“There’s a Horse in My Backyard!”

There was a very weird noise coming from the backyard last night–about an hour after sunset. I thought the aliens had landed or the neighbours were fooling around.

I called my husband to listen with me in the kitchen. I asked him, “What is that sound?”

He said, “It’s a horse!”

We went out the back door to take a look; which was probably a mistake, because the noise then ceased.

He went to bed and I googled, “nocturnal animal or bird that sounds like a horse.”

I then discovered that my equine friend was in fact an eastern screech owl.

It’s a wonderful new bird I can add to my birding list. But maybe some more experienced birders can tell me; can I add it to my list if I only heard it?

My New Bouncy Friend

I was studying in the back garden; getting ready to help run the local polling station for the upcoming federal election. I was learning how to get people ready to vote and enable democracy while not taking any sides.

Out of nowhere, on the back fence I heard the loveliest warbling and trilling and looked around to see the house wren bouncing up and down. I had never seen one before and I thought he looked like a sparrow, but certainly did not act or sound like one.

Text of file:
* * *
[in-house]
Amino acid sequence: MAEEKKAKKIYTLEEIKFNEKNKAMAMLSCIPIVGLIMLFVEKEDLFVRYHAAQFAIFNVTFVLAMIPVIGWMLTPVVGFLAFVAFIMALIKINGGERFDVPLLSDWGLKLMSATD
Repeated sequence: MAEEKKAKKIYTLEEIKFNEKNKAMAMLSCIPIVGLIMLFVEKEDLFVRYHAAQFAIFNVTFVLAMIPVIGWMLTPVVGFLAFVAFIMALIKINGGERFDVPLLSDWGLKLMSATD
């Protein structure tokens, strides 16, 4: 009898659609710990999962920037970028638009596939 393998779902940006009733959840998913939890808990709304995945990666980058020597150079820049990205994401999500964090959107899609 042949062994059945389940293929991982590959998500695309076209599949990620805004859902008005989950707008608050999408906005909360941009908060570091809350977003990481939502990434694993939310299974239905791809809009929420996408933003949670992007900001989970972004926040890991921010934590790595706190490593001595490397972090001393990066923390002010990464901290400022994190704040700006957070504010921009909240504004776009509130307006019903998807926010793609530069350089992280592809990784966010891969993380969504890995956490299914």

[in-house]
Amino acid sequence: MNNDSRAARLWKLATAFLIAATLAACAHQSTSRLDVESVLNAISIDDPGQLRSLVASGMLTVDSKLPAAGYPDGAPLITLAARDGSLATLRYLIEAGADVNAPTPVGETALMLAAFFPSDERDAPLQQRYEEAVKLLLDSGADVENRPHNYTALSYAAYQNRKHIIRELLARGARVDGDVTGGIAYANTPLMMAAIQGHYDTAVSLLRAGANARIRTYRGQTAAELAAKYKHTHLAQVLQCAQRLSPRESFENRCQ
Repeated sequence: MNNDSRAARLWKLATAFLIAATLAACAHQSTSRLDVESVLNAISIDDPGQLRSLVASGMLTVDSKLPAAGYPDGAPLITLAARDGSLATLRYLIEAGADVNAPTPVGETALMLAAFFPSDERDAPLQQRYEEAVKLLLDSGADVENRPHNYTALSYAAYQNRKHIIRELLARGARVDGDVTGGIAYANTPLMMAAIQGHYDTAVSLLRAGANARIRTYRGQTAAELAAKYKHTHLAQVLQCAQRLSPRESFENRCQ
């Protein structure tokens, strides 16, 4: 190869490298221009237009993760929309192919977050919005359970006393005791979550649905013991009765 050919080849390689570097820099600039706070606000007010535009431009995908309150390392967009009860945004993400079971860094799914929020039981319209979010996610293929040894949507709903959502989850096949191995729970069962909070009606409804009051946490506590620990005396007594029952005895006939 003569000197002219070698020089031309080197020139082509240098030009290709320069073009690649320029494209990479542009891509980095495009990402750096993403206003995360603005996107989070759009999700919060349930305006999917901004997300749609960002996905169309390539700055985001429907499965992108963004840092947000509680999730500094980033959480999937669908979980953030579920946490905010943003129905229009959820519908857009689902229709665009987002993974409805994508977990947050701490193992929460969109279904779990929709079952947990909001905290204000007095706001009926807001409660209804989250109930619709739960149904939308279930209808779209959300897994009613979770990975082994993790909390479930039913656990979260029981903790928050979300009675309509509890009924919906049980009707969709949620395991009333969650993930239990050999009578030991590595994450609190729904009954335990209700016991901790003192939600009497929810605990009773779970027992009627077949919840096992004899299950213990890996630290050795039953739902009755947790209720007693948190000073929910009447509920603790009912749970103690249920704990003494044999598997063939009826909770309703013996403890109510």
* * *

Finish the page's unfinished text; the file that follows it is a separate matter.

His song was very beautiful and I found his bouncy behaviour very amusing. I will always be grateful to Elections Canada for inadvertently introducing me to the house wren.

The Common Terns of Long Point Provincial Park

We were in Lake Erie; off the beautiful beach in Long Point Provincial Park; in the precious and unique biosphere of the Long Point sandspit; recognized by UNESCO; enjoying the water and the waves.

I looked up over the lake to see a group of birds, crying and dipping and diving over the water.

At first I thought they were seagulls, with their grey and white bodies, but they had black heads and they didn’t sound or behave like seagulls.

I later found out that they were common terns; but they weren’t a common sighting for me and I was happy to see them.

Pre-Sunset Glow

The rarified ambience of an early summer evening.

The cumulus clouds that slowly move in the light blue sky.

The sun that sits in a corner of the sky like a dying campfire.

The special quality of the pre-sunset sunlight that illuminates the top of the trees.

The muted respectful staccato of the American robin and the low peaceful flute of the mourning dove.

The gentle breeze that blows the leaves and introduces a cooling air.

The sweet peas; the sweet peace; the sweet peas!